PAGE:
It is natural and comforting to look with rose-tinted spectacles back to historic settlements and use this language to cloak our industrialised buildings
On the level of urbanism, the same critique applies at a different scale. BedZed’s urban form pays rigid attention to one particular criterion, solar orientation. But a traditional urban environment – which is nothing other than one adapted and re-adapted to many factors over a long period of time – optimises the solution to a great many human problems and needs, including problems of sustainability, in a remarkably sophisticated and localised way.
There is a great deal of “collective intelligence” on offer about the patterns that make successful, enduring, well-loved places, there to be combined with (but not dictated by) the most sophisticated new technology. We would be eager to explore this with you further.
#4 We’re not obsessed
Reading your response carefully – I honestly believe the only problem you have with BedZED is the way it appears to have bypassed a historic vernacular architectural language, and that this departure is perceived to have been caused by a one sided obsession with the technology of domestic energy saving.
I think you have to be more generous in your critique. The question you should be asking is have these new passive energy saving concepts and carbon reduction technologies provided a poor quality public realm or created an unpleasant urbanism ? The answer from most residents and professionals visiting without an axe to grind - is that spaces between the buildings are unconventional, but work well, and that the solar urbanism concepts can easily be reconciled with the placemaking agenda. So much so – that in 2003 BedZED won a Civic Trust Award.
If you look at our designs carefully you will find very traditional detailing in many areas that coupled with a very solid massive structure and stainless steel cavity ties and non degradable mineral wool insulation could easily outlast the lightweight timber frame and urethane foam housekits used in parts of Poundbury.
Just because a standard frame kit is clad in a half brick thick wallpaper of local bricks and stone cills, or a fibreglass chimney has brick slips glued on with high technology adhesives – it does not mean the resultant built fabric has suddenly inherited ‘a collective intelligence capable of optimally adapting to the full complexity of human needs’ (using your words). It just means that a high quality stage set has been built using the same sentiment that had Marie Antoinette playing milkmaid just days before the French Revolution.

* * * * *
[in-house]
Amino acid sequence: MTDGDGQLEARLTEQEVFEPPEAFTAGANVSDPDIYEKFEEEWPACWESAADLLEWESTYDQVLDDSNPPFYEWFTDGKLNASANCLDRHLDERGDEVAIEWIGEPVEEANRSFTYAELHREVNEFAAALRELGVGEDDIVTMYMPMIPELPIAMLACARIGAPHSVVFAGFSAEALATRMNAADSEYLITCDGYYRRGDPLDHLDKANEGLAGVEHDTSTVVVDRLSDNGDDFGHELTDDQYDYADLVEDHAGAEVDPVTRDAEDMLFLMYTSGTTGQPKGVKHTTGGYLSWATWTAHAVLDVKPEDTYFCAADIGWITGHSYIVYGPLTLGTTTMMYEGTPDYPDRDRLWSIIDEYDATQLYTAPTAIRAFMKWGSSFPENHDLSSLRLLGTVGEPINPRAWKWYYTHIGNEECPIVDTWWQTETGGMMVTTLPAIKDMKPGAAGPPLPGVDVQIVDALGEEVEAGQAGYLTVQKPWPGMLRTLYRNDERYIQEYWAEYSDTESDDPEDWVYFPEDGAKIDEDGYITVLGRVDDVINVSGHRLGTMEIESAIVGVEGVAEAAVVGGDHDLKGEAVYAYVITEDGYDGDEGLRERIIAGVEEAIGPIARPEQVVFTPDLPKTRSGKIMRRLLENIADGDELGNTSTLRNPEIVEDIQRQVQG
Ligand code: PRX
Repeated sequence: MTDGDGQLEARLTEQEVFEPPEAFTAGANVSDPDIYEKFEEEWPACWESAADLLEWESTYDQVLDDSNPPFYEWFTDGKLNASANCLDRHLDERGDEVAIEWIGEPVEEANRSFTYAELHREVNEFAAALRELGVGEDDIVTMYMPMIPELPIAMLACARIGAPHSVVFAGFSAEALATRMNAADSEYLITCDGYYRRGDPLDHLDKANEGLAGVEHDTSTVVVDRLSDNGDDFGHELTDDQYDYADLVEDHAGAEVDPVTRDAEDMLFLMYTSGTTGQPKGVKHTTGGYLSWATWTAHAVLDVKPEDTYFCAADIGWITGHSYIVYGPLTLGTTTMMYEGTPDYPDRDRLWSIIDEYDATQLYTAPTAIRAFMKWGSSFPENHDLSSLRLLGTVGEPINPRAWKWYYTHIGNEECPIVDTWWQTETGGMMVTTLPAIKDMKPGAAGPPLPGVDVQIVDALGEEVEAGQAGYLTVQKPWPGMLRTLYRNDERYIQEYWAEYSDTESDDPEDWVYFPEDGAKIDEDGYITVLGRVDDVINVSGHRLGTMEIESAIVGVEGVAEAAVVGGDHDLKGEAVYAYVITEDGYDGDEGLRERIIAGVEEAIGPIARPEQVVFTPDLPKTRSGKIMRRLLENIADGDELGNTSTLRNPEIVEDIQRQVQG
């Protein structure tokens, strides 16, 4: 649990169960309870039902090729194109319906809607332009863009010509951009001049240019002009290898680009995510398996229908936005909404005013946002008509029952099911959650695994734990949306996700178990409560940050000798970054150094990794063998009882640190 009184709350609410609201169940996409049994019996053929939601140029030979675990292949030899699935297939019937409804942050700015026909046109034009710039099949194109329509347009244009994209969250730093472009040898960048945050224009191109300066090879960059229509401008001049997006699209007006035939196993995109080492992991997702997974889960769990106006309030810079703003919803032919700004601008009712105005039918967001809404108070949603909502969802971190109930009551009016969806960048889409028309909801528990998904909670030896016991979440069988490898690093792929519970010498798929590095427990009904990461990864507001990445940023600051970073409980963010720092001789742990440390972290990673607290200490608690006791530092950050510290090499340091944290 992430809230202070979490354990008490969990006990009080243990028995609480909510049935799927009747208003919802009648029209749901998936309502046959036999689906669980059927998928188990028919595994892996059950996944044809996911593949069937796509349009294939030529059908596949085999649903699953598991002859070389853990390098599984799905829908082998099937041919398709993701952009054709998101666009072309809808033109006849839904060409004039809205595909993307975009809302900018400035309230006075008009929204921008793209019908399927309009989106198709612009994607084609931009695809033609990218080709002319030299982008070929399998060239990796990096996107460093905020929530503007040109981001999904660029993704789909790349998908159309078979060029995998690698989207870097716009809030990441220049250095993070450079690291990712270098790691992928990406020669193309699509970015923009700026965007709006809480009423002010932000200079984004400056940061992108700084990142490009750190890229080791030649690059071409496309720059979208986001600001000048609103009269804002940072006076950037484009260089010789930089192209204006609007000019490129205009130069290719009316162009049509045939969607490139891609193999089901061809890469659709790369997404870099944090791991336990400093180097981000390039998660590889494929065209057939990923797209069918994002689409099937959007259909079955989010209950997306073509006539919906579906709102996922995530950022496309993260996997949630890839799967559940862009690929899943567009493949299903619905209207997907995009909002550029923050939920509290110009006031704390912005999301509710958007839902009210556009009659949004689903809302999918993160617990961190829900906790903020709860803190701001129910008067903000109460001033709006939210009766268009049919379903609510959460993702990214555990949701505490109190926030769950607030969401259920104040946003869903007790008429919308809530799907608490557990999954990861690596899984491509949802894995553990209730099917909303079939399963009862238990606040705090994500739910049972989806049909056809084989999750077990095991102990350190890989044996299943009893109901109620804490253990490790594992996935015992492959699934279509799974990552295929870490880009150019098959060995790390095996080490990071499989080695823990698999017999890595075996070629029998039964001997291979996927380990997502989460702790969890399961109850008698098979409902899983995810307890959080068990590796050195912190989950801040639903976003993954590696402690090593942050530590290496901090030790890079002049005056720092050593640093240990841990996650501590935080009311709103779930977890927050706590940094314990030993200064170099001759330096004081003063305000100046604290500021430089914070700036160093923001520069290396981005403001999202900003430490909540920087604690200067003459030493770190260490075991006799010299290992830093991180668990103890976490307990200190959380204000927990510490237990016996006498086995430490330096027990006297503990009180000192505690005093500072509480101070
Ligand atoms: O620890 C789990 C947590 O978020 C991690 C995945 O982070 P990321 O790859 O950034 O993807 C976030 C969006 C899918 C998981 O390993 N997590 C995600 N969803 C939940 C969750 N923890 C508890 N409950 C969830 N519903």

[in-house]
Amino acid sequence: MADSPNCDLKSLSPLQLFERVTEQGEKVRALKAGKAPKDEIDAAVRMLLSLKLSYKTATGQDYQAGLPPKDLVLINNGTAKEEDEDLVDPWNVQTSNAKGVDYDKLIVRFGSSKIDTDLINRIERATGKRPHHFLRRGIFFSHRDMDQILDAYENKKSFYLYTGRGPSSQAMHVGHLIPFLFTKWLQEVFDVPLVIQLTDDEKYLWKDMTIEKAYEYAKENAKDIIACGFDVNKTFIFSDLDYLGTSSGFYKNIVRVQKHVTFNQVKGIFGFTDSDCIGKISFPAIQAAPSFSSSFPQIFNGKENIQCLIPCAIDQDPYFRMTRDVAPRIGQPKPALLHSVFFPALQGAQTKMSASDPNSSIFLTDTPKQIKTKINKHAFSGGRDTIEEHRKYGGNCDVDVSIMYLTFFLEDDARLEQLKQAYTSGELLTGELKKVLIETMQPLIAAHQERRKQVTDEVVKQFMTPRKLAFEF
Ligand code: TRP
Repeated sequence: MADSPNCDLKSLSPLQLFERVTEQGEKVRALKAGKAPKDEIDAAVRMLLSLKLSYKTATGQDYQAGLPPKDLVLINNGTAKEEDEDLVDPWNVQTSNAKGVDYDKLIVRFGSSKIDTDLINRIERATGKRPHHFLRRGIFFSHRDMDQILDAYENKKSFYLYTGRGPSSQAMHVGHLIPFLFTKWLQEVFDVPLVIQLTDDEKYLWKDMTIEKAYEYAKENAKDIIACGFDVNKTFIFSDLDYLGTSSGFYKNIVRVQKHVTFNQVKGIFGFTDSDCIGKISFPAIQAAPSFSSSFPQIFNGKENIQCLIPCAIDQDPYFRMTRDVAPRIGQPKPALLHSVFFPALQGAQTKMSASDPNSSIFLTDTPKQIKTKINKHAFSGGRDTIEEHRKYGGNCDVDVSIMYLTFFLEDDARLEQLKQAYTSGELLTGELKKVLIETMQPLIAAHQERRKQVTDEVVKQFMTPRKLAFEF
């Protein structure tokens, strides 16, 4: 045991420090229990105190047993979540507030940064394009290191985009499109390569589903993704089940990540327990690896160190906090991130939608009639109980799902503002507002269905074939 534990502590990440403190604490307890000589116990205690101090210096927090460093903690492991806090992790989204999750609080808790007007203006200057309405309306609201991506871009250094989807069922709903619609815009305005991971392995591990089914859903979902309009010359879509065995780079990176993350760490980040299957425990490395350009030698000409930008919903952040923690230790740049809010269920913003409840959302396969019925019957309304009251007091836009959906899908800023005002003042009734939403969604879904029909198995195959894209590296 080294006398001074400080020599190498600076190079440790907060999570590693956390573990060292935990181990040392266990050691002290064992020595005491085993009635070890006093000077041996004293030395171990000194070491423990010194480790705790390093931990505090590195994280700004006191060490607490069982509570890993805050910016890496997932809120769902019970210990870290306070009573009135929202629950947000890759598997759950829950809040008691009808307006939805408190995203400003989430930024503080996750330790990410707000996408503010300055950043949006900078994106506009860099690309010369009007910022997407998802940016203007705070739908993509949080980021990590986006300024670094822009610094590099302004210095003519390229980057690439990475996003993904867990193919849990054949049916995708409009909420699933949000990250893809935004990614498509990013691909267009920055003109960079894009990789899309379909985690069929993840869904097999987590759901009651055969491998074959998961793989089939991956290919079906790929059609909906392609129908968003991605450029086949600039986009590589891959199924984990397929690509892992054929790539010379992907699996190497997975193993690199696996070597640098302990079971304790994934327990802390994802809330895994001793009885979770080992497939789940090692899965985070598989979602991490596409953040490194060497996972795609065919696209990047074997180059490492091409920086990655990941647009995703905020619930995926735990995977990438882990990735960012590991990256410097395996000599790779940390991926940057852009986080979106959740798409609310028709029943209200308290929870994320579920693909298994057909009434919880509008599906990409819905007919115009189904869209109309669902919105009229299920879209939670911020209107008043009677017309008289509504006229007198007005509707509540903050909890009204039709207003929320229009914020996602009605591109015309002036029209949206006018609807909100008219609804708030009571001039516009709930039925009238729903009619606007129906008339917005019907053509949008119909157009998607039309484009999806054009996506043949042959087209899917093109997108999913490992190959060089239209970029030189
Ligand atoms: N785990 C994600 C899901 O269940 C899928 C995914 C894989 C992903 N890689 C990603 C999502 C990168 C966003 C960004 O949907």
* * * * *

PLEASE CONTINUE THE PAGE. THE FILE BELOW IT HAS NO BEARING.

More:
Substitute the French revolution with the concept of ‘peak oil’where global demand exceeds supply – which many industry analysts suggest is next year, and you can see how important it becomes to both build new and regenerate existing urban fabric reducing fuel demand to the point where it can be met by renewable energy sources generated within a sites boundaries.
I suspect the motive behind this enthusiasm for historic styles is really rooted in a deep fear of the environmental challenges of this new century, where the human race has expanded in numbers to the point where our life support system is stressed to the point of near breakdown. In this context it is natural and comforting to look with rose tinted spectacles back to historic settlements built in periods of stability (when the UK population was 5 % of its current level), and use this language to cloak our contemporary industrialized building systems.
We would suggest that a fresh truly contemporary vernacular, borrowing durable low environmental impact techniques from the heritage gene pool, at the same time as developing new zero fossil energy capabilities will fast become appreciated by the public – showing that those commissioning and inhabiting this approach are actively participating and helping realize a collective future that works, rather than hiding behind nuclear powered nostalgia.
Our aspiration is to reconcile all agendas in a holistic approach without giving up on any of them - rather than initiate a design process using historic codes that frequently make the new science of harnessing wind, sunlight and daylight an afterthought.
What has actually been built at BedZED tries to be so much more than just some energy efficient homes – it was designed to be a living / working holistic community that could provide some of the answers to the challenge of how to achieve a step reduction in environmental impact without reducing quality of life. Legible street scenes, active commercial frontages, private defensible space and a pedestrian prioritized public realm can be easily incorporated within environmental urbanism.
Surely this aspiration is worth celebrating with a fresh architectural language expressing a fresh cultural ’resurgence’ that will engage the ‘hoodies’ of Poundbury in a vital debate about an optimistic future for all generations?